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Whitney is a contributor to HealthyWomen.

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It’s Illegal — but My Insurance Company Refused to Cover My Birth Control

The Affordable Care Act requires insurers to cover birth control — but somehow my birth control of choice still isn’t covered

Sexual Health

As told to Shannon Shelton Miller

More than two years ago, I made an appointment with my physician to discuss the best contraceptive options for my healthcare needs. Together, we decided on a method and my physician submitted the prescription to my insurer.

I was stunned when my insurer refused to cover my contraceptive of choice, with no explanation provided.

I soon learned that I wasn’t alone — women across the United States were sharing similar stories of insurers denying coverage for birth control or charging copays for services related to contraception, such as doctor’s visits to remove an intrauterine device (IUD). This was taking place despite the fact that the Affordable Care Act requires insurance companies to fully cover contraceptives with no copays.

At the time, I was completing my medical residency in a Midwestern state. I knew I wanted to have kids soonish — but not just yet. My five-year IUD was approaching its expiration date, and I didn’t want another long-acting contraceptive in case I decided to get pregnant in the next five years. I looked for a method like the IUD that I wouldn’t have to think about daily, that wouldn’t require frequent prescription refills or healthcare visits, and would prevent pregnancy. Unlike the IUD, I wanted something that would be easily reversible when I was ready to have children and didn’t require visiting a healthcare provider (HCP) for insertion or removal.

My HCP told me about a new prescription hormonal birth control ring that would be good for a year, unlike existing rings that require replacement every three weeks. With this one-year ring, I wouldn’t have to worry about regular prescription refills or birth control expiration dates. I could simply stop using the device whenever I decided I was ready for a pregnancy.

Because my IUD had been fully covered by insurance, I assumed full coverage would be automatic for this new device as well. After it was rejected, I learned many insurers were denying coverage for newer contraceptives that weren’t yet added to the list of birth control methods that the ACA required insurers to cover. There’s a major lack of transparency when a method is denied with no explanation, and the situation was beyond frustrating.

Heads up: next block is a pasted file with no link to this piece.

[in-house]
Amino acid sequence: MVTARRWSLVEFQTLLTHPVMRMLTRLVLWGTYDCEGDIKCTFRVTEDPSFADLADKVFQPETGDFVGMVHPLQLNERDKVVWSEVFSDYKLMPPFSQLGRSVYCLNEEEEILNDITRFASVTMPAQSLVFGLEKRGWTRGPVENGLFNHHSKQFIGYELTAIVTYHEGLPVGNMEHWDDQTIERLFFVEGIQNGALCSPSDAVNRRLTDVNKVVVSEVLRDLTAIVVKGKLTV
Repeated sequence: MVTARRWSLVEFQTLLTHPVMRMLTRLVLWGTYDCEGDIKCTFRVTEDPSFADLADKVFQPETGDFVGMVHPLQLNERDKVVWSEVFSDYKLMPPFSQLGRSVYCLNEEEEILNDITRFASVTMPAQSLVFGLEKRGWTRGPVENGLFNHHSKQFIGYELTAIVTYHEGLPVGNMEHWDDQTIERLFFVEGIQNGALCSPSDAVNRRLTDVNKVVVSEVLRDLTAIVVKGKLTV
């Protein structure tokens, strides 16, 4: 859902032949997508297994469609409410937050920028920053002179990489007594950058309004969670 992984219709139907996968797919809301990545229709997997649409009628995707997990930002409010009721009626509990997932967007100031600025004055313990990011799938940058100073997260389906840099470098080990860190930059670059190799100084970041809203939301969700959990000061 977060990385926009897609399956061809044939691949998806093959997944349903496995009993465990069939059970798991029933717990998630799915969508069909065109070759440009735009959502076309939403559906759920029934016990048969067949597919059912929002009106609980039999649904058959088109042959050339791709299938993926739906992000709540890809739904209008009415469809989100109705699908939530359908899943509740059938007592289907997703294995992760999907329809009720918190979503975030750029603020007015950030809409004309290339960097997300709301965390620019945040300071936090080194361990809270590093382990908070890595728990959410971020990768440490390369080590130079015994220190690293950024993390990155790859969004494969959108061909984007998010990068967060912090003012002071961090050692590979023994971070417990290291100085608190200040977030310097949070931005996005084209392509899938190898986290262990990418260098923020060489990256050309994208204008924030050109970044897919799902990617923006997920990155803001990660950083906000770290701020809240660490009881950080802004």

There are pros and cons to each contraceptive method for each individual, and my doctor and I had chosen a method based on the best solution for my needs. That’s how healthcare is supposed to work.

Contraception is not only used for family planning, but it can also be prescribed for other purposes, such as to regulate hormones or alleviate painful periods. Like almost 47 million American women who use contraception each year for a variety of reasons beyond family planning, I found contraception helpful to manage my migraine attacks. Some insurers who reject a woman’s contraceptive method of choice tell them and their providers to find an equivalent method, such as a generic version of a branded drug. In my case, there’s no equivalent product to the branded one-year vaginal ring. This forces me to choose an alternative medication I might not want if I hope to have my birth control method covered.

Insurers also sometimes won’t approve the cost of the contraceptive method of choice until women “fail” other methods. While insurers are allowed to encourage certain types of contraceptives, they are still required to cover what the patient chooses. It’s unfortunate that insurance is driving healthcare decisions that should be made by a woman and her provider.

While I found out I could attempt to appeal the denial, finding the time to fight an insurance company is a luxury that I and many women don’t have. As a medical student, I was trying to juggle the end of my residency, caring for my patients and moving to a new state to start my practice. I didn’t have a lot of free time to go back and forth with an insurer.

I’m currently taking the pill daily because it’s what my insurance will cover, even though it’s not what I wanted — and it’s not the right choice for my body. It’s not the method my HCP and I determined was best for me. I’m working on appealing the denial with my insurer, but it’s a long process.

I’m joining the larger fight to make sure the federal government holds insurance companies and pharmacy benefit managers accountable for not complying with the law. The government has taken a good first step by updating the guidelines that govern the contraceptive access rules in the ACA. I’d like to see greater enforcement for companies that don’t comply. For years, there have been no consequences for companies despite the fact that they’re violating the law.

As a physician myself, I also know these practices make the health inequities faced by many low-income women, women of color and others who have limited access to healthcare worse. It’s tragic because the contraception coverage mandate in the ACA was designed to help alleviate that burden.

A woman’s healthcare decisions should be between her and her HCP alone. We must always have the right to make these decisions without influence from an outside entity.

*Whitney’s name has been withheld for privacy at her request.

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